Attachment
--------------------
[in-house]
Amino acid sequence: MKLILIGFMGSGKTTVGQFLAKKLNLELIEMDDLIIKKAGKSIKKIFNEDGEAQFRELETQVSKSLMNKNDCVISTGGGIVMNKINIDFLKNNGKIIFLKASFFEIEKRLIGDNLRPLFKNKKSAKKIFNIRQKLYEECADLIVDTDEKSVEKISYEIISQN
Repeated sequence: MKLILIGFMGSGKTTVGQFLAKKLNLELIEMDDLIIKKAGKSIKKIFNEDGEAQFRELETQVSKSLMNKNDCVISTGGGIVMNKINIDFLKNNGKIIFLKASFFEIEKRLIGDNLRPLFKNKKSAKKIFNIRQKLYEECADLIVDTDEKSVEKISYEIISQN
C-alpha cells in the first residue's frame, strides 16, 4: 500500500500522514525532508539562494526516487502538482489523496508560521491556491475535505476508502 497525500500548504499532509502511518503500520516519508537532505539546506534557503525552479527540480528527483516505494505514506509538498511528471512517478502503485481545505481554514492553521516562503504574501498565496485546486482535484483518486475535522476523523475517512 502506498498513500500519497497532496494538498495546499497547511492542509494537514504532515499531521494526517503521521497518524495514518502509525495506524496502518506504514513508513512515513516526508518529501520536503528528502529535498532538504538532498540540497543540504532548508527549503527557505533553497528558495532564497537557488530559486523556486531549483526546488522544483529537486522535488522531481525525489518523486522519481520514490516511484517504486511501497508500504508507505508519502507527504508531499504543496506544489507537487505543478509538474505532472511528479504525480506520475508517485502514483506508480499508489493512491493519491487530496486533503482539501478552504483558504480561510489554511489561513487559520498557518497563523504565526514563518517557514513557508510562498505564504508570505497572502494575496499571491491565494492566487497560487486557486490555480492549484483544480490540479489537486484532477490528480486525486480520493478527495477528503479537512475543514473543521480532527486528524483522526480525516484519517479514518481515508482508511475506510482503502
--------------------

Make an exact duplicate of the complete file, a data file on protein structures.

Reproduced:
[in-house]
Amino acid sequence: MKLILIGFMGSGKTTVGQFLAKKLNLELIEMDDLIIKKAGKSIKKIFNEDGEAQFRELETQVSKSLMNKNDCVISTGGGIVMNKINIDFLKNNGKIIFLKASFFEIEKRLIGDNLRPLFKNKKSAKKIFNIRQKLYEECADLIVDTDEKSVEKISYEIISQN
Repeated sequence: MKLILIGFMGSGKTTVGQFLAKKLNLELIEMDDLIIKKAGKSIKKIFNEDGEAQFRELETQVSKSLMNKNDCVISTGGGIVMNKINIDFLKNNGKIIFLKASFFEIEKRLIGDNLRPLFKNKKSAKKIFNIRQKLYEECADLIVDTDEKSVEKISYEIISQN
C-alpha cells in the first residue's frame, strides 16, 4: 500500500500522514525532508539562494526516487502538482489523496508560521491556491475535505476508502 497525500500548504499532509502511518503500520516519508537532505539546506534557503525552479527540480528527483516505494505514506509538498511528471512517478502503485481545505481554514492553521516562503504574501498565496485546486482535484483518486475535522476523523475517512 502506498498513500500519497497532496494538498495546499497547511492542509494537514504532515499531521494526517503521521497518524495514518502509525495506524496502518506504514513508513512515513516526508518529501520536503528528502529535498532538504538532498540540497543540504532548508527549503527557505533553497528558495532564497537557488530559486523556486531549483526546488522544483529537486522535488522531481525525489518523486522519481520514490516511484517504486511501497508500504508507505508519502507527504508531499504543496506544489507537487505543478509538474505532472511528479504525480506520475508517485502514483506508480499508489493512491493519491487530496486533503482539501478552504483558504480561510489554511489561513487559520498557518497563523504565526514563518517557514513557508510562498505564504508570505497572502494575496499571491491565494492566487497560487486557486490555480492549484483544480490540479489537486484532477490528480486525486480520493478527495477528503479537512475543514473543521480532527486528524483522526480525516484519517479514518481515508482508511475506510482503502